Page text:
Go to contents

[Opinion] The Moral Exit of KBS

Posted July. 30, 2005 03:06,   


“I felt as if I was hit by a hammer on the head. While watching television with my mother-in-law, I got so uncomfortable and I even felt shameful.” “Old Miss Diary,” a sitcom of KBS 2 TV aired on July 27 a scene in which a daughter-in-law slaps her mother-in-law on the cheek. After the immoral scene was broadcast, the homepage of the program was hit by a flood of critical postings by netizens. The daughter-in-law boxed her mother-in-law’s ears as she blamed the mother for her child’s injury. The son, or the husband of the daughter-in-law, said to his mother, “You deserve it.”

A high school student posted a message that family members who were watching the program became speechless and he added that, “The program sent the blood pressure of my grandmother who is 93 years old rushing up.”

Producers of the program posted an apology on the network’s homepage, but the repercussions are unlikely to die down for the time being, since in this country, “national sentiment law” is influential enough to overpower the constitution. The “national sentiment law” stipulates that broadcasting law and broadcast should respect the public’s ethical and emotional sentiment and should not exert harmful influence on healthy family life. KBS should have kept in mind the “national sentiment law” with particular care, since it is a public broadcasting station and the national backbone broadcasting company that is run on subscription fees from the public.

“Live as a father! Not as a man…” “I want to be happy. Is it wrong?” In the KBS 2 TV drama “She Is Back” broadcast on Monday and Tuesday, a father and a son fight over a woman who came to life again after being frozen for 25 years. The story about the ceaseless conflict with an old lover who became another woman’s husband dominates dramas from the morning drama “Dangerous Love” to the weekend drama “Good bye, sadness.” The programming principle of KBS 2 TV is the “establishment of a mental greenbelt that protects the national psyche from the sensationalism of commercial broadcasting.” These days, KBS 2 TV seems more like a moral exit where the mental greenbelt is lifted.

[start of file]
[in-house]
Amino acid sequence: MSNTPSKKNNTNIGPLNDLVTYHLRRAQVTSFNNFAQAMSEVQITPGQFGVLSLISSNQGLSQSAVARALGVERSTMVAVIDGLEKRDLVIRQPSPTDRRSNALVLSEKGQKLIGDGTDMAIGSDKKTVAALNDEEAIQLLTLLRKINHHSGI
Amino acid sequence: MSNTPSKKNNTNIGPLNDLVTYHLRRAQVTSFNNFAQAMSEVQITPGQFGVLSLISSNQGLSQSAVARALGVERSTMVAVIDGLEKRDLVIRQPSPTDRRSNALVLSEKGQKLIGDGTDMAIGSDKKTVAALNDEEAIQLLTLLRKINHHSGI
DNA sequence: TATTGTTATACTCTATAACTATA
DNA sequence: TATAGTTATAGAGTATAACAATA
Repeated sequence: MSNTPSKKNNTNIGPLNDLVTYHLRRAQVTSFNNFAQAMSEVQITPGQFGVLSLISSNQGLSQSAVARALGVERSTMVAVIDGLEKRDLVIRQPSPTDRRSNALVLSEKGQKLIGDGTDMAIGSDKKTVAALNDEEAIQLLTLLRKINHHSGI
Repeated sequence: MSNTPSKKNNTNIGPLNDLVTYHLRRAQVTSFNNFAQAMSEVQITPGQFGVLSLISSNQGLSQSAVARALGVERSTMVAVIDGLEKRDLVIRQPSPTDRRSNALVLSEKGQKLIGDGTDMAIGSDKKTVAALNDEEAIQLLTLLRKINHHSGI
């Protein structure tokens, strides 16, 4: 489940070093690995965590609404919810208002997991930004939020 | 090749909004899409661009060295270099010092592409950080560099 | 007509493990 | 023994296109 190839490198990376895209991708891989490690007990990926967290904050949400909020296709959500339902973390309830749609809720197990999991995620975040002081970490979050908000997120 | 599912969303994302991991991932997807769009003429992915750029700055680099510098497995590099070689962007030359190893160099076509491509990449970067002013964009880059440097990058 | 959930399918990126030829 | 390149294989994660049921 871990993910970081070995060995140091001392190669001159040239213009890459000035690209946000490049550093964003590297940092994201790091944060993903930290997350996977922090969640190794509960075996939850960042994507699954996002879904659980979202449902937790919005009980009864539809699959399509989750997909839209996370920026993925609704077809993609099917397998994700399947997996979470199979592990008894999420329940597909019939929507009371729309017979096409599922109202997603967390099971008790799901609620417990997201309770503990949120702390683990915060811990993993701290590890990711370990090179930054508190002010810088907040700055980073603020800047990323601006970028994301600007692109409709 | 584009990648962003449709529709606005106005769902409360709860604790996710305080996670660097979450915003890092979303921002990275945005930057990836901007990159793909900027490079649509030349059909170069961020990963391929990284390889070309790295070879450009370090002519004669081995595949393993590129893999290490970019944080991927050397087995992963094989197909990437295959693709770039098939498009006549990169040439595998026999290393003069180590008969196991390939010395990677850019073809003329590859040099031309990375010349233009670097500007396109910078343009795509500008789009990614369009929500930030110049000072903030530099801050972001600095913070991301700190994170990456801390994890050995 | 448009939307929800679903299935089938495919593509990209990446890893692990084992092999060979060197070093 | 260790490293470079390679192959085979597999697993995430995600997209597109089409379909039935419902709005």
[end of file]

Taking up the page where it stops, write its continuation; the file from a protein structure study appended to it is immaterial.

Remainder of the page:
KBS 1 TV insists that it is trying to become “Korea’s central channel.” However, on the issue of broadcasting about impeachment, the KBS Management Evaluation Team said, “Taking a stance that represents or supports a particular interest group jeopardizes the foundation of our existence.” Recently, there was an agreement between labor and management to raise subscription fees in order to protect jobs. It is questionable whether the Korean people should keep paying subscription fees when KBS shakes the “center” of the Korean people and pollutes their mentality while protecting its own interests.

Kim Sun-deok, Editorial Writer, yuri@donga.com